Dining editor Lisa Arnett may have reviewed the ground-breaking restaurant "Next" and movie reviewer Matt Pais might get RedEye's first look at "The Hobbit," but, dear readers, this reporter lucked into the once-in-a-lifetime opportunity to visit the restrooms at the Radisson Blu.
Please stifle your overwhelming jealousy.
Why the Radisson, you may ask? Well, Cintas, a company that designs and builds "full-service restroom programs" for companies, has scoured the nation every year for the last decade seeking the nation's best bathrooms.
In 2011, the restroom at the Field Museum took top honors, but the city's only 2012 nominee in the top 10 is at the Radisson Blu Aqua Hotel in the Loop. The Radisson battles it out this year with tough competition like the Virginia Tech stadium bathrooms and Liberty Market in Gilbert, Arizona.
Voting on Cintas' web site ends Oct. 26, but in the meantime, RedEye could hardly pass up a shot at judging the city's entry.
I visited both downstairs womens' bathrooms at the Radisson Blu in an undercover operation that would make Woodward and Bernstein proud.
On my way to the restrooms, I ambled past a piece of art featuring a young woman smoking a joint, prompting high hopes for the relaxing experience inside.
Not entirely to my surprise (I cheated and looked at pictures before I went), I found the bathroom walls were floor-to-ceiling mirrored tiles, accented with floor-length mirrors and more mirrors over the sinks.
I mean, there are a lot of reflective surfaces, so if you're really self-conscious or believe mirrors steal a piece of your soul, this might not be the bathroom for you.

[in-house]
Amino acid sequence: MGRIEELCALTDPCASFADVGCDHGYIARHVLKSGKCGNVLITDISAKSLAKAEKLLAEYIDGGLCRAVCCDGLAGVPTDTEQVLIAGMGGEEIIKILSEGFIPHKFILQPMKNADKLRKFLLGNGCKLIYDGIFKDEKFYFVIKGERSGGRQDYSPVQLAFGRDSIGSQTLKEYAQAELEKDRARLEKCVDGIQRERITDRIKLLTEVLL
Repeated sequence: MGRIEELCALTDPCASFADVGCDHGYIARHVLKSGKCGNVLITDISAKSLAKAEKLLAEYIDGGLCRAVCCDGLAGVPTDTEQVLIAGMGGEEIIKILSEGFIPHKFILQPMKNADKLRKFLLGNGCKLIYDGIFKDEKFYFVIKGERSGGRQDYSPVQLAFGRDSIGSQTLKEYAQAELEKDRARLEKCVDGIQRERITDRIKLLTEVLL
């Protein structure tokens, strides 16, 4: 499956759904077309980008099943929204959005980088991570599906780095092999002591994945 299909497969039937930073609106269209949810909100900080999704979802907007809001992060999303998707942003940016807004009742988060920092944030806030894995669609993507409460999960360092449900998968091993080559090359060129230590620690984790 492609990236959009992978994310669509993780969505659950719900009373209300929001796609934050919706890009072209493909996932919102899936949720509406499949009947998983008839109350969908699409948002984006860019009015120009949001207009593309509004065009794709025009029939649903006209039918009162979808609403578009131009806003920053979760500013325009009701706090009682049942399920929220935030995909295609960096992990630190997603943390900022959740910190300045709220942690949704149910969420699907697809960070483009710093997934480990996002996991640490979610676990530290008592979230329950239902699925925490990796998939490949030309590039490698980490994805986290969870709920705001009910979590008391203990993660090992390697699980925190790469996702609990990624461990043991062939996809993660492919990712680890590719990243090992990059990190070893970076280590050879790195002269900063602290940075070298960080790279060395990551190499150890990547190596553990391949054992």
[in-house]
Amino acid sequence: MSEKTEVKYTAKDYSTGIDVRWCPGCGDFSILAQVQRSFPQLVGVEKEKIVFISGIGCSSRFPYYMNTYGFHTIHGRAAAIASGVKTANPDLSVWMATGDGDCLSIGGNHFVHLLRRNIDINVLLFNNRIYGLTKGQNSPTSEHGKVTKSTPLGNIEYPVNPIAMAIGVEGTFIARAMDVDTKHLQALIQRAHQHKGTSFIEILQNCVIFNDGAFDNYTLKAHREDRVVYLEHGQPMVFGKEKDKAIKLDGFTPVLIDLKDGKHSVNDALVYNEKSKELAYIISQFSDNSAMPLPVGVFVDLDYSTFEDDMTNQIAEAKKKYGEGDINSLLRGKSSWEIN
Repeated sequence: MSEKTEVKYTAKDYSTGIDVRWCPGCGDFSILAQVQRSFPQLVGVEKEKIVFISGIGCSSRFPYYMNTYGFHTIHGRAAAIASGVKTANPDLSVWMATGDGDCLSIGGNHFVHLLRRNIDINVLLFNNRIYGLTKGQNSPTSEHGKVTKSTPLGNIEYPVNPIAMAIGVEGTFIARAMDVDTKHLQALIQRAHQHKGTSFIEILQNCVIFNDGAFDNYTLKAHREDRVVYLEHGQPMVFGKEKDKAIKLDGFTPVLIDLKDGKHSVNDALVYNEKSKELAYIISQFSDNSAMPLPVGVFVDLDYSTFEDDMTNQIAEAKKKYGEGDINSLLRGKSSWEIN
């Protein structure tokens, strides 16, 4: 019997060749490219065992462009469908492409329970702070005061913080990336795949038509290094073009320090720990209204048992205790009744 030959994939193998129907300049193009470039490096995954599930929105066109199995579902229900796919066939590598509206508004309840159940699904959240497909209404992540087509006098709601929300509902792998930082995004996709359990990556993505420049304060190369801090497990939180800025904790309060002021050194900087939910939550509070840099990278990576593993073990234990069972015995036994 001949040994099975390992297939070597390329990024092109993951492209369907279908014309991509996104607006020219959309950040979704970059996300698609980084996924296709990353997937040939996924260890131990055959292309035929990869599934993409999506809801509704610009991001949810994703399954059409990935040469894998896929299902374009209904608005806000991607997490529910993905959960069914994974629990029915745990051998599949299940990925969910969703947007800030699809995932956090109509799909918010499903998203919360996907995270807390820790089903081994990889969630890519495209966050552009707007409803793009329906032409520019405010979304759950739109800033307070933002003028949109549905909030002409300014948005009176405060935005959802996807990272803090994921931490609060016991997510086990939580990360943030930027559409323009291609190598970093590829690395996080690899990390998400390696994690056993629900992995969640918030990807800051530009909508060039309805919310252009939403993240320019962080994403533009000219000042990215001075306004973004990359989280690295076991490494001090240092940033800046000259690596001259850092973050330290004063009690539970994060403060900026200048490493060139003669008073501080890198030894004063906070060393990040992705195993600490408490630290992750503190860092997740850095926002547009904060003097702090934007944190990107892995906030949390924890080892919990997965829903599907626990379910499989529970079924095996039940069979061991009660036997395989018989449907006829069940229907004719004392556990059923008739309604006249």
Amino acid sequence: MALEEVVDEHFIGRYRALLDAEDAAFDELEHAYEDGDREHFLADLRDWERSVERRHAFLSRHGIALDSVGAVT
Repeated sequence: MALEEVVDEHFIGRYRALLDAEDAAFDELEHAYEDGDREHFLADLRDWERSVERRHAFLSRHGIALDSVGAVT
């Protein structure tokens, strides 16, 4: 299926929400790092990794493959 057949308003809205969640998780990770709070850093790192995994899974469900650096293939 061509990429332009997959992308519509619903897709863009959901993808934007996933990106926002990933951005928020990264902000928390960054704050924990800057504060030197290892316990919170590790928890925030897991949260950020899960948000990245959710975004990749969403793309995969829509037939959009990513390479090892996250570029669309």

There was a distinct lack of smell in the premises, the best-case scenario for any restroom, and the music was a soothing blend of space-age Yanni and the soundtrack to a David Lynch movie, sort of what you might expect to hear while getting a hot-stone massage on the Starship Enterprise.
Other than the dizzying amount of mirrors, there were few decorations. Potted aloe plants weren't forced to share counter space with much more than the piles of hand towels.
I didn't have to do much sharing, either, being the only person in both bathrooms. The good news, though, is that I had 573 of my reflections to keep me company.
Inside the dark-gray stalls, things could have been fancier. Yes, there was a sensor-activated toilet, but what self-respecting showpiece bathroom doesn't have those?
The toilet paper was two-ply and quilted, a bonus to be sure, but nothing outrageous.
I washed my hands (hey, I've seen "Contagion") with the gardenia-scented hand soap, which was harder to extract from the dispenser than it should have been. Five pumps for one tiny dollop of soap? If mirrors could kill germs, we'd have no problem.
After my exhaustive examination of the facilities, I sat on the couches before the fake fire in the lobby and sweated for a little bit.
What kind of verdict could I give the finest restrooms in Chicago, I asked myself.
Did the Blu Aqua compare to the medieval grotto-like environs of Da Marino Ristorante in New York? Could it hold a candle to the Art Deco simplicity of the Hollywood Bowl in California?
After some deliberation, I reached the following conclusion: The Radisson Blu's bathrooms may not be the fanciest in the country, they may not be the most technologically marvelous, and they may not dispense enough hand soap for the tastes of one reporter, but no bathroom (and I do mean, no bathroom) has more mirrors.
That has to count for something.
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